The global outlook in 8 graphs

In April, there are still a lot of questions related to the strength of the global economic activity for the coming months.
Companies’ surveys in April from ISM and Markit do not show an improvement in the manufacturing sector. Nevertheless the momentum is stronger in the non manufacturing sector. The first point is worrisome as a slow dynamics in the manufacturing sector will lead to a poor performance in world trade. We cannot expect an impulse from this sector and therefore no spillover can be anticipated to the non manufacturing sector. The main source of improvement in the economic momentum always comes from a change in the manufacturing sector profile. This is not the case yet. Continue reading

My Macroeconomic column in 8 points: Will employment change the Fed’s strategy?

The main issue this week was the US employment figure as it may change the Fed’s mind on monetary policy. Nevertheless, employment is not the only aspect to mention to catch the US economy momentum. Another important issue, this week, is the rapid and deep drop of German industrial orders from outside the Euro Area. It’s a source of concern for the global investment dynamics. The last important point is the non-null probability of a rate lift-off at the Bank of England in 2016. Mark Carney has mentioned this possibility after the Monetary Policy Committee Meeting of the Bank. It’s not the first time that the BoE and Carney take this kind of commitment.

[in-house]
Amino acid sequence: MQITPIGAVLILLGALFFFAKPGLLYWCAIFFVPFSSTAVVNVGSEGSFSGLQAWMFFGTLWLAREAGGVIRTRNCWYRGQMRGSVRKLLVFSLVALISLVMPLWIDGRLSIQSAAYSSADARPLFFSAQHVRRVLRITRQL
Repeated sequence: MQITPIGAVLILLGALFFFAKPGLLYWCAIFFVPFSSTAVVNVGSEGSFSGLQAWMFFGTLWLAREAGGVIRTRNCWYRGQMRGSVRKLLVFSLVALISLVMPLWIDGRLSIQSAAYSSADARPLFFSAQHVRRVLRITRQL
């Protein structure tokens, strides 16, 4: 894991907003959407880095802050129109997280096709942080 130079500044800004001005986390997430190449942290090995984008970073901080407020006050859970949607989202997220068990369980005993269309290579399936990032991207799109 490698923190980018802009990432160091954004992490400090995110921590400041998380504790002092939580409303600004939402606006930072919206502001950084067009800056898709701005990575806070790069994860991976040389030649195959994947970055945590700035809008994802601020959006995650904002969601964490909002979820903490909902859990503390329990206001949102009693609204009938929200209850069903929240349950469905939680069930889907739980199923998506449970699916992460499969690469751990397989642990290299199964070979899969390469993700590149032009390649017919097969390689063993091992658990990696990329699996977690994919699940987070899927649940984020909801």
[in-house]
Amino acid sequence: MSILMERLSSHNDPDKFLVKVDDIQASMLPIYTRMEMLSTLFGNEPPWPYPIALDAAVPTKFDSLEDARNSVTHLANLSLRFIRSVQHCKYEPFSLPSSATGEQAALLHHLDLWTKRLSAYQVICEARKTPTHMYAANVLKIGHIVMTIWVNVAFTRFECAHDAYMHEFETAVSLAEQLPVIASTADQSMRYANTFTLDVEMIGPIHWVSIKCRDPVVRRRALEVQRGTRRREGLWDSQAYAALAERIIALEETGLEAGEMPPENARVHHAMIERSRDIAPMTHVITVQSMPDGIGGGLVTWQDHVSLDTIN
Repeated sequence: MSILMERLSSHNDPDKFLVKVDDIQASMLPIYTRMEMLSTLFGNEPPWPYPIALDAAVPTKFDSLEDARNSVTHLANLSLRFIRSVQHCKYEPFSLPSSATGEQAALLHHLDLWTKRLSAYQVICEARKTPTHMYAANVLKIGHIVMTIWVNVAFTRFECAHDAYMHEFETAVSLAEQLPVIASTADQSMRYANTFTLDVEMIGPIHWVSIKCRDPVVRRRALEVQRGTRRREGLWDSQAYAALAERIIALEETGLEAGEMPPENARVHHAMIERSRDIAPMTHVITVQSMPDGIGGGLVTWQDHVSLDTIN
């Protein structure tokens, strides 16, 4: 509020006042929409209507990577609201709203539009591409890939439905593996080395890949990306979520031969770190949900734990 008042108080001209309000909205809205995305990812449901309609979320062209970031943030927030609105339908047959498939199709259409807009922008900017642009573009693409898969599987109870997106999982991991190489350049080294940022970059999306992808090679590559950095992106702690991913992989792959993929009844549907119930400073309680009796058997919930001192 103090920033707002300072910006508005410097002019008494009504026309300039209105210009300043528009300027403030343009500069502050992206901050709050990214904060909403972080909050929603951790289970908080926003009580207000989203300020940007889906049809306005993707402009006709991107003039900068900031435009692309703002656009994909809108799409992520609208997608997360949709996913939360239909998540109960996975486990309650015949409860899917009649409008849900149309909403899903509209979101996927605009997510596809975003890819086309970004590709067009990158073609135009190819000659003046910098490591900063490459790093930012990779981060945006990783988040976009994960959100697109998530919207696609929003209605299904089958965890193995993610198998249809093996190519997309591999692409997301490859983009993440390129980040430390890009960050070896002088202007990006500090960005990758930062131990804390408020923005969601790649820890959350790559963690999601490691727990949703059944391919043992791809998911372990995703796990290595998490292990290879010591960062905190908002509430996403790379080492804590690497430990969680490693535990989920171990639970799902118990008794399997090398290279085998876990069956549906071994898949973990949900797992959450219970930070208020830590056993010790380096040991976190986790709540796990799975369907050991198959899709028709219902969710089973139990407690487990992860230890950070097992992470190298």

Eight points this week to follow the macroeconomic environment

1 – There was impatience to get the number of jobs creation in October in the US as it could be a trigger for a Fed’s rate move at its December meeting.
The number was strong at 271 000, way above expectations at 185 000. Nevertheless, the employment rate was almost unchanged for all classes of age and was unchanged for the 25-55 years of age. In other words, there were no supplementary pressures on the labor market even with employment surprising on the upside.